Madurell-Malapeira J.,Autonomous University of Barcelona | Minwer-Barakat R.,Autonomous University of Barcelona | Alba D.M.,Autonomous University of Barcelona | Garces M.,University of Barcelona | And 5 more authors.
Quaternary Science Reviews | Year: 2010

The late Early to early Middle Pleistocene section from Torrent de Vallparadís is a 20 m-thick, composite section with multiple stratigraphic horizons, which have yielded close to 30,000 remains of large and small vertebrates, as well as macrobotanical remains of non-carbonized wood and a complete pollen record. This series is well correlated on the basis of magnetostratigraphic and small mammal biostratigraphic data, ranging from 1.2 to 0.6 Ma. There are only a few other European localities recording this time interval from a faunal, floral and stratigraphical perspective, so that the Vallparadís series provides a unique opportunity to investigate the faunal and environmental changes that occurred in south-western Europe during the Early to Middle Pleistocene transition. This time interval recorded at Vallparadís coincides with major climatic changes at a global scale (the Middle Pleistocene Transition), which had important effects on the composition of mammalian assemblages. The remains recovered from the latest Early Pleistocene layers of the Vallparadís section show that most of the components of the Villafranchian carnivore guild survived until close to the Brunhes-Matuyama boundary (probably until the interglacial stage 21), which might have significantly influenced the foraging strategies of early Homo in Europe. On the other hand, the remains of the straight-tusked elephant, Elephas (Palaeoloxodon) antiquus, from the latest Early Pleistocene layers of Vallparadís represent the earliest European record of this species, indicating that the dispersal of African elements into Europe during the Middle Pleistocene Transition began earlier than previously thought, at close to 1 Ma. © 2010 Elsevier Ltd.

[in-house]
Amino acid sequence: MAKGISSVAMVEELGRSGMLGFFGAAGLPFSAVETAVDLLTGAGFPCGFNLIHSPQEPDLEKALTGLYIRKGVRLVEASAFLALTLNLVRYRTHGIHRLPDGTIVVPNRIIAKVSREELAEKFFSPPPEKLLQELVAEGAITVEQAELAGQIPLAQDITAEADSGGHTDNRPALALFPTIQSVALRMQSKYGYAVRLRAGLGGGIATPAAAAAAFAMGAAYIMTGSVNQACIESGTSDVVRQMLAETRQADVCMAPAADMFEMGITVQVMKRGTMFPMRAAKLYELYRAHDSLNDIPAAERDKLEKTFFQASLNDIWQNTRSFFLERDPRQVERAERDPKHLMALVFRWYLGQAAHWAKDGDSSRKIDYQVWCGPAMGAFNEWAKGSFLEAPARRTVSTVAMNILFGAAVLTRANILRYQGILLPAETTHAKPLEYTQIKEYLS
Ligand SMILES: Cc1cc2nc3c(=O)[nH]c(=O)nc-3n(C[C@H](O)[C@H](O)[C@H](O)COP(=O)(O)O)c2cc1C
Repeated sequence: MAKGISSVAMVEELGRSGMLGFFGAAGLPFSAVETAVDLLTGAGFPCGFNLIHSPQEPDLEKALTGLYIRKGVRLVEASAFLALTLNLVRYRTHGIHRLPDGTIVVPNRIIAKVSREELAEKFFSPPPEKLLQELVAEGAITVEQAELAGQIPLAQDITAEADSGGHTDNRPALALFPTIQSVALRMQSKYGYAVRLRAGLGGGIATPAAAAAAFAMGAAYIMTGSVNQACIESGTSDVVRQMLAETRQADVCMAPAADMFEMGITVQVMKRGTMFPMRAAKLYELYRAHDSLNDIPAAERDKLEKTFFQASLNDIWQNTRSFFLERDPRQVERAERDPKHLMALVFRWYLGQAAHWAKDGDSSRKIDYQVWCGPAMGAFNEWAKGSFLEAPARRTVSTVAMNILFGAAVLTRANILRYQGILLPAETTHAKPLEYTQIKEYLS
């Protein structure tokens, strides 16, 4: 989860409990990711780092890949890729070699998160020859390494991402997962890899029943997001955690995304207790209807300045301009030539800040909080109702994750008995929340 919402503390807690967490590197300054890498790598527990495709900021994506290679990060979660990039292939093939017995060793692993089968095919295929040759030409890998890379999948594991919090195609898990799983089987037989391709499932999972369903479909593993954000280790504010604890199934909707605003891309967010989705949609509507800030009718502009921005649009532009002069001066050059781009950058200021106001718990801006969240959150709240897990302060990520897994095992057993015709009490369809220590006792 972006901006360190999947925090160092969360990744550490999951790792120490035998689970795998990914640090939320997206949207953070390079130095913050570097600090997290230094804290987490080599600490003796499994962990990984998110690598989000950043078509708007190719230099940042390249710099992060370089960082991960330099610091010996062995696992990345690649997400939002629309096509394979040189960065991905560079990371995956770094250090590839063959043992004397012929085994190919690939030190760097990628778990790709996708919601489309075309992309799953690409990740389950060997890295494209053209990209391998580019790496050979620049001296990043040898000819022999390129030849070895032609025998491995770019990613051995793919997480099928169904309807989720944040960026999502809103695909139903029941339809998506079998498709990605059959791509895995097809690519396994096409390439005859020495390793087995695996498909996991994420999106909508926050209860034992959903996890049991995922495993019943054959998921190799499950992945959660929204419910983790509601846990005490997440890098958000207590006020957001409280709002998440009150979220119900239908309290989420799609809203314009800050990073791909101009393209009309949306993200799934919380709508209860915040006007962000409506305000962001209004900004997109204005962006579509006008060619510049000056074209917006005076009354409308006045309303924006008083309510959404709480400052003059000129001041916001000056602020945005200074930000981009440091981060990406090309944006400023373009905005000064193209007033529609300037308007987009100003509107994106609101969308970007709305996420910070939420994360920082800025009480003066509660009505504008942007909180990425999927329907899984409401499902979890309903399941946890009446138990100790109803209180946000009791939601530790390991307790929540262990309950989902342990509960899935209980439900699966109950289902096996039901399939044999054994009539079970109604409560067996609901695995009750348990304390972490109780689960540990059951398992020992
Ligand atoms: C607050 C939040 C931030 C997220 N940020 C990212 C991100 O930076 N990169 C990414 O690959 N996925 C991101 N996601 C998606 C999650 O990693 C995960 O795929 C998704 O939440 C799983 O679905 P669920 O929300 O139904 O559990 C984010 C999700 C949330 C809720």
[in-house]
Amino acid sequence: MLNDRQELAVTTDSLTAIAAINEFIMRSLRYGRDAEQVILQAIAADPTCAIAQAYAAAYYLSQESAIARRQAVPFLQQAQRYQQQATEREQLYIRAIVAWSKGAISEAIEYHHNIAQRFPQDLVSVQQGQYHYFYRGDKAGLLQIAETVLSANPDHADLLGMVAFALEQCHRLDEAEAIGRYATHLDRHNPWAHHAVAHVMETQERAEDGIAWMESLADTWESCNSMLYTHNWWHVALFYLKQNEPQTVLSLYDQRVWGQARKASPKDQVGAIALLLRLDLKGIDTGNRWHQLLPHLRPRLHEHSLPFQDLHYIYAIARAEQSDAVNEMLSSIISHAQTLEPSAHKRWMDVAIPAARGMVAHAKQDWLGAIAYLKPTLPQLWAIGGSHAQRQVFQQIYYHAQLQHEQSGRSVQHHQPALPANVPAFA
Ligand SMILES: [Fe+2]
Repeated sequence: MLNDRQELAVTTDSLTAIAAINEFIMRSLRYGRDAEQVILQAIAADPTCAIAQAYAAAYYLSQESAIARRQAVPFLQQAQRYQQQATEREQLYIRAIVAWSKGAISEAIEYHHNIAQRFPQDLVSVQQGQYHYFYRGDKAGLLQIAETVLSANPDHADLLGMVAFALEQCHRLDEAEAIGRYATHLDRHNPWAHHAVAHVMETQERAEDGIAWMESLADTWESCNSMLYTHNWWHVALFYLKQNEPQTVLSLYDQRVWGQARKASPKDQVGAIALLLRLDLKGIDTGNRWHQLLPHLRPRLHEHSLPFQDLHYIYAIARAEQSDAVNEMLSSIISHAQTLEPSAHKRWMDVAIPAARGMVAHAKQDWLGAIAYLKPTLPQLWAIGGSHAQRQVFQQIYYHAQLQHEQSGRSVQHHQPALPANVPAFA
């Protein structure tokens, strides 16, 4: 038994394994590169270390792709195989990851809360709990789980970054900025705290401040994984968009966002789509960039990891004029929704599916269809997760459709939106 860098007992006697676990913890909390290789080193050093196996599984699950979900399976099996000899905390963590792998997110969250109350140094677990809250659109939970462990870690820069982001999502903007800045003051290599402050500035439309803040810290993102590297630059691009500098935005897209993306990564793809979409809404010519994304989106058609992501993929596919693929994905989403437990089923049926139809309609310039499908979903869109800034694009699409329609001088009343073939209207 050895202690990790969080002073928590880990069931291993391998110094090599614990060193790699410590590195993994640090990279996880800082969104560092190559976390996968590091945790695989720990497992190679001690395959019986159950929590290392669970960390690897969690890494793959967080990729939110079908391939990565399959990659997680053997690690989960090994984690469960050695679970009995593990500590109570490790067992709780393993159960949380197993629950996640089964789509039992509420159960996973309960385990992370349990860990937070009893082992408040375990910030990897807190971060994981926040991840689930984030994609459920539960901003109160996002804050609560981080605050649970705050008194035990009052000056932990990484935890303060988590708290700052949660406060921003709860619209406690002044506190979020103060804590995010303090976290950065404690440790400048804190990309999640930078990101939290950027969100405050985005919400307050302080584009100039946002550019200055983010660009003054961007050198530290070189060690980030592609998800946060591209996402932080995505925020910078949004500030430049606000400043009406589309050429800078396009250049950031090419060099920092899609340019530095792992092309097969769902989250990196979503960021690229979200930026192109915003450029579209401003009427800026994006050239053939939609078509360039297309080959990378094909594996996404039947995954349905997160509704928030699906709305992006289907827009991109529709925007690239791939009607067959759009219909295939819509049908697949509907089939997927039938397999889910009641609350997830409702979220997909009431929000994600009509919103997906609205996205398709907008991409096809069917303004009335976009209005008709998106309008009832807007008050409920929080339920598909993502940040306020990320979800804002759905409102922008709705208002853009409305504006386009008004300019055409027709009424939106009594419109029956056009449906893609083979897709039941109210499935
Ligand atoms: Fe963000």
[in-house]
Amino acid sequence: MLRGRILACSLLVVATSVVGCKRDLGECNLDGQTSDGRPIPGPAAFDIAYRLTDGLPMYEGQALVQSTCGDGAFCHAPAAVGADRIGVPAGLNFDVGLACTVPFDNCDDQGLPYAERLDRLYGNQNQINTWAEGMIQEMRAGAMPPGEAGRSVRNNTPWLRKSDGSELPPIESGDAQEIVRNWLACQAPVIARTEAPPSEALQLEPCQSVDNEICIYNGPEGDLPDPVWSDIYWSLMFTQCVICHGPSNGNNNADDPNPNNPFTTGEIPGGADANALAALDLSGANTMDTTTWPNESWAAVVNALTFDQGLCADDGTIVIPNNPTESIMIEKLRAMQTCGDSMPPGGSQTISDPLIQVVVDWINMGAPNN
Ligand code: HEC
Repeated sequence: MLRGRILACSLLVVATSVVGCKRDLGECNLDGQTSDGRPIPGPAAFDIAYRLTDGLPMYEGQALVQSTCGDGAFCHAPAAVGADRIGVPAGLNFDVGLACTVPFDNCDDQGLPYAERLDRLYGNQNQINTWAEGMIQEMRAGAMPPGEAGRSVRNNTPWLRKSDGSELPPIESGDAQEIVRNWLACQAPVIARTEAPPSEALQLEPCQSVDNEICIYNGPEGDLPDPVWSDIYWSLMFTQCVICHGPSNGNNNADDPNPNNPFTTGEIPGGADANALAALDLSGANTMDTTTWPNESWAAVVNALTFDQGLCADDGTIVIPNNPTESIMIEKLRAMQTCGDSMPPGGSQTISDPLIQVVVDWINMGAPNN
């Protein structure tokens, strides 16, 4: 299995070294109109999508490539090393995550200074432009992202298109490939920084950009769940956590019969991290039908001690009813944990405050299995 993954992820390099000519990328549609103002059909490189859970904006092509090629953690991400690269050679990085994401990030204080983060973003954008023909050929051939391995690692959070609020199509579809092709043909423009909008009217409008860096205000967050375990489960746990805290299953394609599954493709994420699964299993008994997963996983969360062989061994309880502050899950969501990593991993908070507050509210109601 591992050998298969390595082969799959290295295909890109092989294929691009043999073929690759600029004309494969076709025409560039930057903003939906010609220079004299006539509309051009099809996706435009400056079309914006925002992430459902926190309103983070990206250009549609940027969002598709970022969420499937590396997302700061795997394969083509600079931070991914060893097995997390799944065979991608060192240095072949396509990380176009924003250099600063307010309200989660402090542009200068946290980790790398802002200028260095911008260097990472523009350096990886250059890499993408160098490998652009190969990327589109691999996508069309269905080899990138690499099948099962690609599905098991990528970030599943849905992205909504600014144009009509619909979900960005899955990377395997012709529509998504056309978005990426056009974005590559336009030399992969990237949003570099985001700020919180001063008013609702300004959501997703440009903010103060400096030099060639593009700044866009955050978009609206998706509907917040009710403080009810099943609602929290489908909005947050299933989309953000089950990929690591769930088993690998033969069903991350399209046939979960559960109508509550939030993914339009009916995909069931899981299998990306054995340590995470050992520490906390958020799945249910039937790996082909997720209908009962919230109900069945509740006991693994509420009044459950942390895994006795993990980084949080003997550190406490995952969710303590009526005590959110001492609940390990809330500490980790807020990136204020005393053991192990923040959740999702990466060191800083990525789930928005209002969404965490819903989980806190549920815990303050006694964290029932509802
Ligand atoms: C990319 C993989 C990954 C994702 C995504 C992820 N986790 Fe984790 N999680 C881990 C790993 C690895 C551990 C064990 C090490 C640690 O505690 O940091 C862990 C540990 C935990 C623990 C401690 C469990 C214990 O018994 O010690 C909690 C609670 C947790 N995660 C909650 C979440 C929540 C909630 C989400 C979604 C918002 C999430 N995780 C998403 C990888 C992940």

Madurell-Malapeira J.,Autonomous University of Barcelona | Martinez-Navarro B.,Rovira i Virgili University | Ros-Montoya S.,Museo de Prehistoria y Paleontologia | Patrocinio Espigares M.,Museo de Prehistoria y Paleontologia | And 2 more authors.
Comptes Rendus - Palevol | Year: 2011

Paleontological and molecular data suggest that the divergence of the European and Asian badgers (Meles meles and Meles leucurus, respectively) from their ancestor Meles thorali might have taken place in the Middle to Late Villafranchian boundary (ca. 1.8. Ma). However, the available record of Late Villafrachian European badgers is scanty and poorly known, and this hypothesis needs more paleontological data in order to be tested. The badger hemimandible from the Iberian locality of Fuente Nueva 3, a locality placed in the beginning of the Late Villafranchian, supports the idea of an early divergence between European and Asian badgers. © 2011.